You can watch their latest performance on their YouTube channel and the official UK guidance on vaccines can be found on the NHS website.

Kent People: Paul Sinnock, Head of Technical Services

When did you join the University and why?

I joined Kent in 2005 as an IT Technician in the Department of Electronics (now the School of Engineering and Digital Arts). This was an exciting opportunity to support staff and students in a very technically demanding department, which was actively pushing boundaries in its research and teaching. I worked alongside some excellent IT colleagues, as well as subject technicians, who were experts in their fields. I later took up the role of IT Team Manager, before becoming IT and Technical Services Manager and then Director of IT and Technical Services. After a 15-year career providing technical support to students and staff, I am thrilled to be taking up the role of Head of Technical Services leading the profession here at Kent.

What did you do before joining Kent?

I completed my undergraduate degree in 2001 and worked for a large pharmaceutical company supporting their IT systems and staff across the UK. After two years, I made the switch to higher education, becoming an IT user support specialist at Imperial College London. I had always remembered how technical staff had been pivotal in supporting myself and other students during university. They were the unsung heroes who were always on hand when you needed help.

Why has your new role been created and what’s its remit?

My new role has come about following the University’s pledge to support the national Technician Commitment, a sector-wide initiative led by the Science Council to help address key challenges facing technical staff working in higher education. Universities and institutions who sign-up to the commitment agree to improve and safeguard vital technical skills. The commitment ensures greater visibility, recognition, career development and sustainability for technicians across all disciplines. My role will lead this work and ensure these principles remain embedded here at Kent. My vision is to build on the already exceptional work undertaken by technical colleagues throughout the University. Our aim is to deliver a truly customer-focused, innovative and professional technical service by highly skilled, diverse technical experts, utilising leading technology, equipment and facilities, to provide the very best experience to our students and staff.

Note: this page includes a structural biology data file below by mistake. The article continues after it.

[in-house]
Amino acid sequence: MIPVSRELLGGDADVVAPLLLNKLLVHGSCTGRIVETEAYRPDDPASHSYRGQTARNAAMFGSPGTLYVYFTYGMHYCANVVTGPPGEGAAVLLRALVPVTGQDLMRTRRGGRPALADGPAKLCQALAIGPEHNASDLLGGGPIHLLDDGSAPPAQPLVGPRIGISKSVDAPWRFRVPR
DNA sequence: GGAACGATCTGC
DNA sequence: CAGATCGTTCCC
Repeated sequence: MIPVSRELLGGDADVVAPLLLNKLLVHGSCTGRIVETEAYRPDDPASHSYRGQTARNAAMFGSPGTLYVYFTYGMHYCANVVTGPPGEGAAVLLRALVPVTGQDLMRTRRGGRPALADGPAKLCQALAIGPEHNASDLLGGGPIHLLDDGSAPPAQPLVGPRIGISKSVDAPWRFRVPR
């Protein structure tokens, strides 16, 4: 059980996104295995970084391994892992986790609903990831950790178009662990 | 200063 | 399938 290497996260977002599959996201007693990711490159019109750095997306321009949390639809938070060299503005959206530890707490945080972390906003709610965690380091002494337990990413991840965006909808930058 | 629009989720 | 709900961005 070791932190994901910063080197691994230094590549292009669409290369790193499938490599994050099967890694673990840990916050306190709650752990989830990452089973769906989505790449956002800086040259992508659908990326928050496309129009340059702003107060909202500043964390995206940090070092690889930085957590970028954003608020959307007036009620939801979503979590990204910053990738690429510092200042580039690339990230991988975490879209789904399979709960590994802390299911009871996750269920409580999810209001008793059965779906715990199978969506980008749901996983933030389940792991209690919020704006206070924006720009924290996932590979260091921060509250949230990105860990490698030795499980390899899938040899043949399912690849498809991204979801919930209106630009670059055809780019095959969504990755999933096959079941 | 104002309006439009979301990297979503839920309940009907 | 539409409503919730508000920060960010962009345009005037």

Tell us more about who’s who within your team?

I am fortunate to work with some exceptionally talented colleagues at Kent. Technical service staff operate across almost all our subject areas, from science and laboratories to arts and theatres. I will be working closely with divisional and departmental Technical Managers to deliver that positive change and to support the University’s strategic ambitions. I am also working closely with colleagues in other professional service departments including IS, Estates and Health and Safety. By continuing the collaboration of technical staff and professional service teams, we can create a consistent experience for our students and colleagues.

What are your immediate plans for the new team?

Over the next 12 months, I will be working with colleagues to produce the first technical service strategy. This will include our Technician Commitment action plan and a three-year roadmap that delivers against the principles of technician visibility, recognition, career development and sustainability. I will also be working closely with technical managers and divisional management teams to support the transition to the new divisional structure, and wider collaboration of technical services within and across divisions.

Covid-19 permitting(!), what are your interests away from work?

I love spending time at the beach with my wife and our two children. I also enjoy cycling and keeping active. When the weather’s not great, you’ll find me doing some form of DIY. My latest project is using my Amazon Alexa to automate the lighting in my house – much to my wife’s frustration who, rightfully so, doesn’t see the problem with a traditional light switch! I guess once a technician always a technician…

What’s the best piece of advice you’ve ever been given?

The best advice I have been given was from my Dad (which he borrowed from someone more famous): “The harder you work, the luckier you become.”

 

Person using a laptop

Pathways Career Development Programme

The Talent and Organisational Development Team are happy to share details of our upcoming Pathways Career Development Programme.

Next cohort is starting in March 2021

Pathways provides colleagues within professional services departments the opportunity to increase their self-awareness, learn and develop new skills and create knowledge so that they can define their career pathways. The next session of the Pathways programme will be delivered through a blended approach using staff training Moodle for the eLearning modules and MS Teams sessions for face to face sessions.

Programme aims & benefits

The programme aims to prepare individuals who wish to define their career aspirations by helping them to:

Identify strengths and development opportunities Understand what they want from their career Identify opportunities to assist in achieving the identified career pathway Provide practical skills in CV writing, applying for roles and attending interviews The programme will also bring benefit to the wider university by providing attendees greater connections from other areas.